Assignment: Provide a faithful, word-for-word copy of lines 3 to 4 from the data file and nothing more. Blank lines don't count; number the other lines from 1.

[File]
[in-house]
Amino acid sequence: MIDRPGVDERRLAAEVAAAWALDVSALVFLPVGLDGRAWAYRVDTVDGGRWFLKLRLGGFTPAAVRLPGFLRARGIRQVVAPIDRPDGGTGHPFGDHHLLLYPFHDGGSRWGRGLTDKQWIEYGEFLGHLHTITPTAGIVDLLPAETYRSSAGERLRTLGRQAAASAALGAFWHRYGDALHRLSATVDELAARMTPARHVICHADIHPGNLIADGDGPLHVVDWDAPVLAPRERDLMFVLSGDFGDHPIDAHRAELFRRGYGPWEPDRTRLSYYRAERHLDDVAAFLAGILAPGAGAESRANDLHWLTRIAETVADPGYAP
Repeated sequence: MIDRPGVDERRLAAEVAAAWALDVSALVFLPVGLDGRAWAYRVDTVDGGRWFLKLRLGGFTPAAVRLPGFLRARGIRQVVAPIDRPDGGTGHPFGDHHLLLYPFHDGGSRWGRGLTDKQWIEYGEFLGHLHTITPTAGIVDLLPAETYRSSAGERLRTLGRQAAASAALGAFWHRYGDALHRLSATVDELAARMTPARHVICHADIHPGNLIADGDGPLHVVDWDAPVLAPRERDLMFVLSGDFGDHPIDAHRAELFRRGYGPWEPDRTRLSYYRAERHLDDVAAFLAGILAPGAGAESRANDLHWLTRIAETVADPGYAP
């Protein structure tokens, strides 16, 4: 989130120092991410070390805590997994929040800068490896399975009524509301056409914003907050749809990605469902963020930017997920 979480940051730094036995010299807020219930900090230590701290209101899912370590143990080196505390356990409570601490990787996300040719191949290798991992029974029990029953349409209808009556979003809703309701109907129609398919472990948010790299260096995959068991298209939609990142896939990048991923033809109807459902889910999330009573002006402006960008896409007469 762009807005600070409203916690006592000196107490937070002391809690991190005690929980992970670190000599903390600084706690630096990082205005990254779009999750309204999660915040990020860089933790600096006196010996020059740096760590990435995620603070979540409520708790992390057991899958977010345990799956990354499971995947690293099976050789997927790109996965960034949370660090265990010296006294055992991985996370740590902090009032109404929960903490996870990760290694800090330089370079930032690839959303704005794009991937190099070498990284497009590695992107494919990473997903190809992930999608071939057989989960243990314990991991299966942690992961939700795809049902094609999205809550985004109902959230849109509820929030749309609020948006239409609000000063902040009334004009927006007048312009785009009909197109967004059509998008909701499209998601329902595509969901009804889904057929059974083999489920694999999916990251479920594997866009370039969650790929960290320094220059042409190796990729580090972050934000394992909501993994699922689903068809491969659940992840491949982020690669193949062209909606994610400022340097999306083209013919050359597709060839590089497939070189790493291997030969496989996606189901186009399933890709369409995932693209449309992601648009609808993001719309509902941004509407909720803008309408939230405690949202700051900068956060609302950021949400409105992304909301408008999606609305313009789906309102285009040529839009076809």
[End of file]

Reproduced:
Repeated sequence: MIDRPGVDERRLAAEVAAAWALDVSALVFLPVGLDGRAWAYRVDTVDGGRWFLKLRLGGFTPAAVRLPGFLRARGIRQVVAPIDRPDGGTGHPFGDHHLLLYPFHDGGSRWGRGLTDKQWIEYGEFLGHLHTITPTAGIVDLLPAETYRSSAGERLRTLGRQAAASAALGAFWHRYGDALHRLSATVDELAARMTPARHVICHADIHPGNLIADGDGPLHVVDWDAPVLAPRERDLMFVLSGDFGDHPIDAHRAELFRRGYGPWEPDRTRLSYYRAERHLDDVAAFLAGILAPGAGAESRANDLHWLTRIAETVADPGYAP
């Protein structure tokens, strides 16, 4: 989130120092991410070390805590997994929040800068490896399975009524509301056409914003907050749809990605469902963020930017997920 979480940051730094036995010299807020219930900090230590701290209101899912370590143990080196505390356990409570601490990787996300040719191949290798991992029974029990029953349409209808009556979003809703309701109907129609398919472990948010790299260096995959068991298209939609990142896939990048991923033809109807459902889910999330009573002006402006960008896409007469 762009807005600070409203916690006592000196107490937070002391809690991190005690929980992970670190000599903390600084706690630096990082205005990254779009999750309204999660915040990020860089933790600096006196010996020059740096760590990435995620603070979540409520708790992390057991899958977010345990799956990354499971995947690293099976050789997927790109996965960034949370660090265990010296006294055992991985996370740590902090009032109404929960903490996870990760290694800090330089370079930032690839959303704005794009991937190099070498990284497009590695992107494919990473997903190809992930999608071939057989989960243990314990991991299966942690992961939700795809049902094609999205809550985004109902959230849109509820929030749309609020948006239409609000000063902040009334004009927006007048312009785009009909197109967004059509998008909701499209998601329902595509969901009804889904057929059974083999489920694999999916990251479920594997866009370039969650790929960290320094220059042409190796990729580090972050934000394992909501993994699922689903068809491969659940992840491949982020690669193949062209909606994610400022340097999306083209013919050359597709060839590089497939070189790493291997030969496989996606189901186009399933890709369409995932693209449309992601648009609808993001719309509902941004509407909720803008309408939230405690949202700051900068956060609302950021949400409105992304909301408008999606609305313009789906309102285009040529839009076809």